Senator George Mitchell told the BBC’s “The World This Weekend” that free movement over the border contributed to “the stability that’s developed over the past two decades.”

There are fears that border controls could be re-established following Britain’s decision to leave the European Union.

“I believe that the restoration of a militarized border with strict controls, limited traffic back and forth would have an adverse effect on relations within the island of Ireland,” Mitchell said.

“The ability to move back and forward across the border that has existed for the past several years has been very helpful in increasing commerce and also in reducing stereotypes on both sides.

“I believe that would be a step backward for that to occur.”

The senator added that Ireland and Britain’s membership of the European Union had helped create the conditions for the Northern Ireland peace process.

Separately, Northern Ireland Finance Minister Máirtín Ó Muilleoir is in the U.S. this week for a series of engagements that include efforts to boost U.S. investment in the North.

Mr. Ó Muilleoir said he would be in the U.S. showcasing the progress made by the Executive since the Fresh Start Agreement ushered in a new era of cross-party co-operation.

He said in a statement: “I will urge Irish America to initiate its own Fresh Start in transatlantic relations in order to cement the peace with jobs and investment.

“Irish American support has been key to the success of the peace process but now is the perfect time to move our famed partnership up a gear.

“It remains my firm view that with just 6.8 million people on the island of Ireland, but 40 million in the Irish and Scots-Irish diaspora in the U.S., the power of our global family remains our ace card.

Mr. Ó Muilleoir began his visit in California where he met, among others, Assemblyman Kevin Mullin, Co-Chair of the Irish Caucus in the Californian State Legislature, Berkeley Mayor Tom Bates and State Senator Loni Hancock.

“Berkeley, of course, takes its name from an Irish bishop George Berkeley, but the city’s links with Ireland were deepened even further following last year’s tragic death of five Irish students and an Irish American friend. Mayor Bates showed tremendous leadership at that time and I am looking forward to thanking him in person for all his efforts,” said Ó Muilleoir.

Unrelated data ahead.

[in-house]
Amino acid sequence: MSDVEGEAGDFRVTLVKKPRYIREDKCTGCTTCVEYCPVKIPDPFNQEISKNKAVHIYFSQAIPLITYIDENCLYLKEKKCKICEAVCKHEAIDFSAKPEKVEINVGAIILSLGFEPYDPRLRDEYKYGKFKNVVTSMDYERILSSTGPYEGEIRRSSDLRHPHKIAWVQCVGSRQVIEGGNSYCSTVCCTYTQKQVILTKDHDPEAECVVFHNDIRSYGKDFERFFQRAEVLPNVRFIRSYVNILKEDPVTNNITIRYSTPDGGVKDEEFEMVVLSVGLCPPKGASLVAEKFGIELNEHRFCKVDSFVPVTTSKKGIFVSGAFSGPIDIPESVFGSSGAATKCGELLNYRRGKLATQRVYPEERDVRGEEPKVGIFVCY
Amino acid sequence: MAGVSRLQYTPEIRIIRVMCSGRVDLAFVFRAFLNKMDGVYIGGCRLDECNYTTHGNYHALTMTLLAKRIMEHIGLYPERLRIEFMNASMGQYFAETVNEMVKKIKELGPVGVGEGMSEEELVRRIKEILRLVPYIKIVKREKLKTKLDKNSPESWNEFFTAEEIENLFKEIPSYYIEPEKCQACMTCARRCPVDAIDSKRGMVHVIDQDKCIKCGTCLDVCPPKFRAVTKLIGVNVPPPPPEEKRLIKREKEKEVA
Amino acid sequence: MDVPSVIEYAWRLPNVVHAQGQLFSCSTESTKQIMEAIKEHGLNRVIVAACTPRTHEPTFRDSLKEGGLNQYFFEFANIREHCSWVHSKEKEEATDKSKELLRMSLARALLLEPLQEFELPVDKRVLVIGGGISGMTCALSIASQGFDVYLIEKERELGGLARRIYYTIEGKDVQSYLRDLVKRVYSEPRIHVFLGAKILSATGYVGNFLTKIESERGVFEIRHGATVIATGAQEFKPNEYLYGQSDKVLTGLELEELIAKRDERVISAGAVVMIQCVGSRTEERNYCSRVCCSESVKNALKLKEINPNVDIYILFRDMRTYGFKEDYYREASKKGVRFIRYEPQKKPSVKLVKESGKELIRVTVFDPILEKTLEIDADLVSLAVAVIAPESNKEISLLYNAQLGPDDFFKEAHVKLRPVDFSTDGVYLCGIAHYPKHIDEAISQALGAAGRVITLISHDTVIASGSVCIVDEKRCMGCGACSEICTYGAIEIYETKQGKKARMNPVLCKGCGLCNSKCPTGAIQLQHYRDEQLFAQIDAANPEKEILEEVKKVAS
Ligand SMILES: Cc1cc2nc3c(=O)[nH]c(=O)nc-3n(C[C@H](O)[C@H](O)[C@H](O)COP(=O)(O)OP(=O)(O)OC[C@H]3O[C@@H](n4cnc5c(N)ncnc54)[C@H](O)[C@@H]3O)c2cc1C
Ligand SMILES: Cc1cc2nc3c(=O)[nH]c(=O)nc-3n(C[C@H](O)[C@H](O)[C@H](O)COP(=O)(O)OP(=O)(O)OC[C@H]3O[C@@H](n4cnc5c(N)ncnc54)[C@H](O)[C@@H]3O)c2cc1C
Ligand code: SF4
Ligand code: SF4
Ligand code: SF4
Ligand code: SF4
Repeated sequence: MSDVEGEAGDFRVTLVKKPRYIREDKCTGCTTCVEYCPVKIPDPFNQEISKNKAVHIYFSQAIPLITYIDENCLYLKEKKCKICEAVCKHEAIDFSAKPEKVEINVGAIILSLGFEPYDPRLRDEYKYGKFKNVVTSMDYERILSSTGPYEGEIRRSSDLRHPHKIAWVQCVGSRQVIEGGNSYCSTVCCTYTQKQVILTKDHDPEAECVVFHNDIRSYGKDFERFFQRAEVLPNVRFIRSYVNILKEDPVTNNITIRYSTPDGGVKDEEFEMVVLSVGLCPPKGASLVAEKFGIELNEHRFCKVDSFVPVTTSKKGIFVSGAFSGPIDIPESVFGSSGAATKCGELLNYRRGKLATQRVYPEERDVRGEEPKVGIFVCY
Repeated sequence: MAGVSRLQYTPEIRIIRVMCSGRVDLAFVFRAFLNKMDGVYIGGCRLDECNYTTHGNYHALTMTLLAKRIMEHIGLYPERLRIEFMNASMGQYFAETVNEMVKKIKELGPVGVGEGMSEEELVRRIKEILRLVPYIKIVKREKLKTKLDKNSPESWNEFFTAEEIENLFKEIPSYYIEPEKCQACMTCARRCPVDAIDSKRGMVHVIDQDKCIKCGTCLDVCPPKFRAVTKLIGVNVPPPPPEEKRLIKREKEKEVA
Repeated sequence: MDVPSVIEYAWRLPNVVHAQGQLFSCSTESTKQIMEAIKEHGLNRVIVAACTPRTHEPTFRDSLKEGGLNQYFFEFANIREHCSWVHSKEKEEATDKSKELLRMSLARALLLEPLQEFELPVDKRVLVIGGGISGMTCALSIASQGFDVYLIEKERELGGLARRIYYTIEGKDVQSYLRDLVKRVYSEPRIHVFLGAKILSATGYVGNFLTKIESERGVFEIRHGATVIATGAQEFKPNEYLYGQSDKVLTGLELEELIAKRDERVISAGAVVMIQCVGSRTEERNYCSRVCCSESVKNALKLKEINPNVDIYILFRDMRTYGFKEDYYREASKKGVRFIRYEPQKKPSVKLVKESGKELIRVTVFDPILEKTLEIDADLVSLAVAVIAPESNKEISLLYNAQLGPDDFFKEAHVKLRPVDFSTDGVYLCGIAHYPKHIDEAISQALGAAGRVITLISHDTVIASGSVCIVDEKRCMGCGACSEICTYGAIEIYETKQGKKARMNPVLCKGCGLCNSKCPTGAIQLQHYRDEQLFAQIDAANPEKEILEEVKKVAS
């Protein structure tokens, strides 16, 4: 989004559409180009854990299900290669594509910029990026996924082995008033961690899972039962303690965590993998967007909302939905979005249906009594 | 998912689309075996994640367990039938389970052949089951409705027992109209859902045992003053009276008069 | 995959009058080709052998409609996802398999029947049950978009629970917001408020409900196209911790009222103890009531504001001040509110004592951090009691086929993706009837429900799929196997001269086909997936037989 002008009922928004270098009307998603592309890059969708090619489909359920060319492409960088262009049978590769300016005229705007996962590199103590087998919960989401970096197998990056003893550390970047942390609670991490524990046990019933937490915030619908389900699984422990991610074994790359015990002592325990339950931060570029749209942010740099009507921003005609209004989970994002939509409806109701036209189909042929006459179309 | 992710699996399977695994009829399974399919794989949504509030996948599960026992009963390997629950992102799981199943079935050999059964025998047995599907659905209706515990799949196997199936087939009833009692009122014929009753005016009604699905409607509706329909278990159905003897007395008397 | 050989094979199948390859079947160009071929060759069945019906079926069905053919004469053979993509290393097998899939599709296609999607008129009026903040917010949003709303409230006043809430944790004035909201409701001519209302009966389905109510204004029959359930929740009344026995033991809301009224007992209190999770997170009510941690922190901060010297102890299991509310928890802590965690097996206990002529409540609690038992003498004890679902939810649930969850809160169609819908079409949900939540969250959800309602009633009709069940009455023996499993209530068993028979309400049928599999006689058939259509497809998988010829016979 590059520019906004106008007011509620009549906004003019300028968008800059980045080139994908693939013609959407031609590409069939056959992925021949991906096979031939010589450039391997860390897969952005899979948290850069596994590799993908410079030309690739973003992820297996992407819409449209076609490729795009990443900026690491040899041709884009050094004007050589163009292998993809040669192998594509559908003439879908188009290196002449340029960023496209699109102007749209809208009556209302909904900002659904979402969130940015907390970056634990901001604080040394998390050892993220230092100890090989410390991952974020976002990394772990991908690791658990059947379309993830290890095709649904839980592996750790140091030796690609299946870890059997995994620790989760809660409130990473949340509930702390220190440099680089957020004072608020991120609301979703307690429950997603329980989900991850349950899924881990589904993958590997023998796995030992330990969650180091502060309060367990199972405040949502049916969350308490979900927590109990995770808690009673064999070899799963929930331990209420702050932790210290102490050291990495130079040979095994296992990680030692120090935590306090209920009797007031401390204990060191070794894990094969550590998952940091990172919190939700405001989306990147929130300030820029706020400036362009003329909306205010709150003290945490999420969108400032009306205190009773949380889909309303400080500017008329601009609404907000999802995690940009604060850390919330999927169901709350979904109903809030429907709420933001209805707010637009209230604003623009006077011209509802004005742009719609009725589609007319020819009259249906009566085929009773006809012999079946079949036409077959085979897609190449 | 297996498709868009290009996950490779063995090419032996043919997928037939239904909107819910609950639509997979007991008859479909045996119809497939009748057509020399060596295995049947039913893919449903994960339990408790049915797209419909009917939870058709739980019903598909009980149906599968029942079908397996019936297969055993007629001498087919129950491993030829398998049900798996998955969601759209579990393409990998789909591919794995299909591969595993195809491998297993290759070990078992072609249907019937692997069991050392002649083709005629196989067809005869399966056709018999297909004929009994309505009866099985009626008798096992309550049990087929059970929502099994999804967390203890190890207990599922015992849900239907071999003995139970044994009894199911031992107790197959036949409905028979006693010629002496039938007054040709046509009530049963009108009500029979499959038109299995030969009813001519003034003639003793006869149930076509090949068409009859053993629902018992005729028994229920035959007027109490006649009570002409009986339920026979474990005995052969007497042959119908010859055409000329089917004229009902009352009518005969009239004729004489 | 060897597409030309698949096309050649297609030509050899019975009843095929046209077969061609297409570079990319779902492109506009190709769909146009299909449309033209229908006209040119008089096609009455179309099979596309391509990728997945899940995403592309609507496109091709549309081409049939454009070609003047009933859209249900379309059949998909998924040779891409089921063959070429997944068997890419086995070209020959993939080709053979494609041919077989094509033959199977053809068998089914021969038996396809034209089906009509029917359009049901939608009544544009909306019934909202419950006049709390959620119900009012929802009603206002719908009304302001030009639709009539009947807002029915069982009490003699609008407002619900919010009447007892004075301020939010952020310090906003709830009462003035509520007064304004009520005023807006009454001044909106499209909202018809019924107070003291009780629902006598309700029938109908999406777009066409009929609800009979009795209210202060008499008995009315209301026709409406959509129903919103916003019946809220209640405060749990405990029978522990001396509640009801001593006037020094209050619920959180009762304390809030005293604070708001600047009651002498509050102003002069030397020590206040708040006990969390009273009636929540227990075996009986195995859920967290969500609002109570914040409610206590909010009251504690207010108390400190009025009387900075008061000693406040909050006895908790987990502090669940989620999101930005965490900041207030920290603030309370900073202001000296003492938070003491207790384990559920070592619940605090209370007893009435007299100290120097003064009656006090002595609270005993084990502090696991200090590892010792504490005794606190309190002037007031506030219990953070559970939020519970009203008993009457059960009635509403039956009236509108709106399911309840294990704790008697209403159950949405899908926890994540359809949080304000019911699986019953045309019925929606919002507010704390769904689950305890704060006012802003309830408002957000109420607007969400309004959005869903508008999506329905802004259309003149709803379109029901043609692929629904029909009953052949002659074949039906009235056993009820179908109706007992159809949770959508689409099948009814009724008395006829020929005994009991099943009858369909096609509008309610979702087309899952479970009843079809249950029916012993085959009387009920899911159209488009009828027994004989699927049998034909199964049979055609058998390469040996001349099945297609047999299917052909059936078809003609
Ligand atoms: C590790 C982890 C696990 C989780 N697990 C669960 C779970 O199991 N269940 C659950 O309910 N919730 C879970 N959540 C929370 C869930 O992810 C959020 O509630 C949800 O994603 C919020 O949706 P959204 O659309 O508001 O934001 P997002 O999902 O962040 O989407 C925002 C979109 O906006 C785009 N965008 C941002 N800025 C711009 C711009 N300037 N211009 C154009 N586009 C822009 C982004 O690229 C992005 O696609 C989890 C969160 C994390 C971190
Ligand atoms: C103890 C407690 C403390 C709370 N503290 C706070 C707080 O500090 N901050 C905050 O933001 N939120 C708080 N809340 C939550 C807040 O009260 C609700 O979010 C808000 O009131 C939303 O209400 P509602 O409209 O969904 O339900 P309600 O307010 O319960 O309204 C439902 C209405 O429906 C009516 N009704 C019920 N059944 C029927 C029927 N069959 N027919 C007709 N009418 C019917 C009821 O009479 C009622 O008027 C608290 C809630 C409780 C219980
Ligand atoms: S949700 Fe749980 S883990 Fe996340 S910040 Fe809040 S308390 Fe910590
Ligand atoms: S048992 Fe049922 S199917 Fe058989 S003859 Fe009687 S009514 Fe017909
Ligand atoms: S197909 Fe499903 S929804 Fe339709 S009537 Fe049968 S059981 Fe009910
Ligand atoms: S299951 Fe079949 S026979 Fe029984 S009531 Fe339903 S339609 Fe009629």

And he continued: “I am also excited at the chance to address a high-powered audience of tech entrepreneurs and investors in the Airbnb headquarters in San Francisco and, courtesy of the hardworking folks at the NI Bureau, meeting with the Irish American community at a reception downtown.

“In both San Francisco and, later in the week, in New York, I will be meeting with comptrollers and treasurers, most notably Controller Betty Yee of California and Comptroller Tom DiNapoli of New York State who were staunch supporters of the MacBride Principles on Fair Employment and who now can play a key role in driving investment to the North.

“Such investment is more important now than ever given the ‘turbulence’ which the British Chancellor of the Exchequer admits lies ahead due to the threat of Brexit.

“Putting together a successful U.S. visit is the work of many hands but I want to pay a special tribute to expats Seamus McAteer, founder of Datasnap.io, Robbie Hunter, President of the Californian Construction Trades Council, and Ryushin Paul Haller of the San Francisco Zen Center for rolling out the red carpet for our delegation.”

In New York, Ó Muilleoir will take a break from investment and finance matters and will be reading a poem at the New York Irish Art Center’s PoetryFest on Friday, Nov. 4.

On Sunday, he will be running in the New York Marathon and raising funds for the New York homeless charity, WIN (www.winnyc.org).